Introduction about my new homeland: Hungary

In August 2013 we set sail to new horizons. After living in France, Virginia, Senegal, Mexico and Pakistan we came back to Europe, thinking we were coming back to a more familiar land. Except this land is Hungary and this country could be a continent on its own it is so different from its neighbors. This is at first sight because the Hungarian language resembles no other, not even Finnish people say it is associated with … over a 1000 years ago. In the end, once you learn some rudiments of the language, Hungarian are charming people with great food, culturally rich cities and cute villages. So it feels like home. Again.

A minute of geographical background on my new ‘home’ country. The Republic of Hungary is situated in the Carpathian Basin and is home to only ten million inhabitants, less than Paris-Ile de France where I lived for several decades. They may think it is a lot compared to neighbors such as Slovakia, Slovenia or Serbia but we just came from Pakistan … 200 million inhabitants. Hungary is a flat country with only 2% of the land exceeding 300 meters. We lived at the foothills of the Himalaya. The highest summit is Mount Kékes at 1014 meters. In Mexico City we lived at 2400 meters. It may be head spinning to always compare this to that but this is our new life (more on this later): we move every year or two so we can’t help thinking about the differences between home number 17 and home number 21!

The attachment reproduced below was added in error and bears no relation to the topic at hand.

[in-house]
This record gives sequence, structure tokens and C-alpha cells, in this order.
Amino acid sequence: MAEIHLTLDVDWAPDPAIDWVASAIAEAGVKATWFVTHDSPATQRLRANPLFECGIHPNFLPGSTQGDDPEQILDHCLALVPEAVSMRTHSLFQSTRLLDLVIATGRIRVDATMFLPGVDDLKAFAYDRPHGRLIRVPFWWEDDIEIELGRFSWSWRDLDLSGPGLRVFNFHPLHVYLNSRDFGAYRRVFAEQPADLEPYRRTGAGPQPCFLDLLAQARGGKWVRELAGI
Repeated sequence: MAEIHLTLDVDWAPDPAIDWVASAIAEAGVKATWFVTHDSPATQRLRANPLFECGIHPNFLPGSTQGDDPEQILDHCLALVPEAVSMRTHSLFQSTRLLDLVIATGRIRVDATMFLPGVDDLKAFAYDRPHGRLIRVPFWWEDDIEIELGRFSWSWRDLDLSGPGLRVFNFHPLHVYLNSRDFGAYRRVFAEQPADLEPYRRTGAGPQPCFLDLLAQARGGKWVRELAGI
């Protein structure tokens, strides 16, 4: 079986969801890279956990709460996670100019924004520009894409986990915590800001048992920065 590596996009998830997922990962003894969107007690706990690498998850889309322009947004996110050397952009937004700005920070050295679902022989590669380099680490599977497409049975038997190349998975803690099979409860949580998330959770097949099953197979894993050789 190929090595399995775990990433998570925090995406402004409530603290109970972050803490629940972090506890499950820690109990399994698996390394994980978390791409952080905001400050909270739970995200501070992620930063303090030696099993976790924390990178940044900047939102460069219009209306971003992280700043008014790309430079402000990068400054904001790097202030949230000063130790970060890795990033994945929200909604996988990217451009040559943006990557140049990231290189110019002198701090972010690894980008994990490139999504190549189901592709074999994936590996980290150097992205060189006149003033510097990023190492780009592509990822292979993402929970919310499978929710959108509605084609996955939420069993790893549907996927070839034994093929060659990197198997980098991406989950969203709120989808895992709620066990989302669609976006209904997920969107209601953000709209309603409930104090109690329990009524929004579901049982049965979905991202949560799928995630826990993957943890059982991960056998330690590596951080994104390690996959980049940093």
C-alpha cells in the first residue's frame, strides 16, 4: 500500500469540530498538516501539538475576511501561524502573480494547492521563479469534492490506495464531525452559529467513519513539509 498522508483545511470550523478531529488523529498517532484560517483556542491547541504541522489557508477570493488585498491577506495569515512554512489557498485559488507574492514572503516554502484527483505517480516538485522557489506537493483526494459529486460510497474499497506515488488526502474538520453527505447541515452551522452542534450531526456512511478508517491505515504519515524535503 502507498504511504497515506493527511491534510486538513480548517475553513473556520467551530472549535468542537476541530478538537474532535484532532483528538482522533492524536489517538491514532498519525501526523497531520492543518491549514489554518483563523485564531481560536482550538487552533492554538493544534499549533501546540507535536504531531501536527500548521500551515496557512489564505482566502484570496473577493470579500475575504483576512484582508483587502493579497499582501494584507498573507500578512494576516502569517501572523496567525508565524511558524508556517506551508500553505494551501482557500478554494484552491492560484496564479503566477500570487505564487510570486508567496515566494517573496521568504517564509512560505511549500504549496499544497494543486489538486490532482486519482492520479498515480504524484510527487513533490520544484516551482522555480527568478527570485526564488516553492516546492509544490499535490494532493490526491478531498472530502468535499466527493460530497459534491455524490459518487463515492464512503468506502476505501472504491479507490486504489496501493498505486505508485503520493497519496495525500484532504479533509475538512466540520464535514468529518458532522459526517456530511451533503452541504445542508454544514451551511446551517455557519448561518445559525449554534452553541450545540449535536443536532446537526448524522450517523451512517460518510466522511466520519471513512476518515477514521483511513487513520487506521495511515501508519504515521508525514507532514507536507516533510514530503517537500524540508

Note to self: Count exact number of physical addresses I have lived in so far.
Second note to self: Explain in a further post why I wrote physical address and not just address, why each time we move we are actually juggling with about six snail-mail addresses. And having to update many vendors and having to remember which address is given to who …

A minute of historical background. The Romans called the current Hungary Pannonia and settled north of the current Budapest in Aquincum now known as Óbuda. Then Attila the Hun came in 409 BC. Then Nomadic Magyar tribes, led by Prince Arpad from the Ural Mountains, arrived in 896. In 1000, their leader István (Stephen in English and Etienne in French) embraced Christianity and the pope crowned him as first Christian king. From 1541 to 1699 the Ottomans ruled the Transylvanian part of Hungary (now mostly in Romania). The northern part of Hungary is taken by the Habsburgs who ruled the Austro-Hungarian Empire until 1918 – period including rebellion against the Habsburgs in 1848. In 1919 the Bolsheviks took power and the Treaty of Trianon in 1920 gave parts of Hungary to Romania, Czechoslovakia and Yugoslavia (modern days Croatia and Serbia). Hungary shrunk to about one third of its original size! Then, except for a brief period in 1944-1945 when the Nazis took over, the Russians ruled Hungary via some Hungarian communists until 1989 – including a quelled revolution in 1956.  Finally, in 1989, Hungary was the first central-eastern European country to put an end to the Soviet rule. In 1999 it joined NATO and in 2004 the European Union. Hungary calls itself Magyarország which means the “land of the Magyars.”

And this was my second day of over 500 words of the 31-day challenge!

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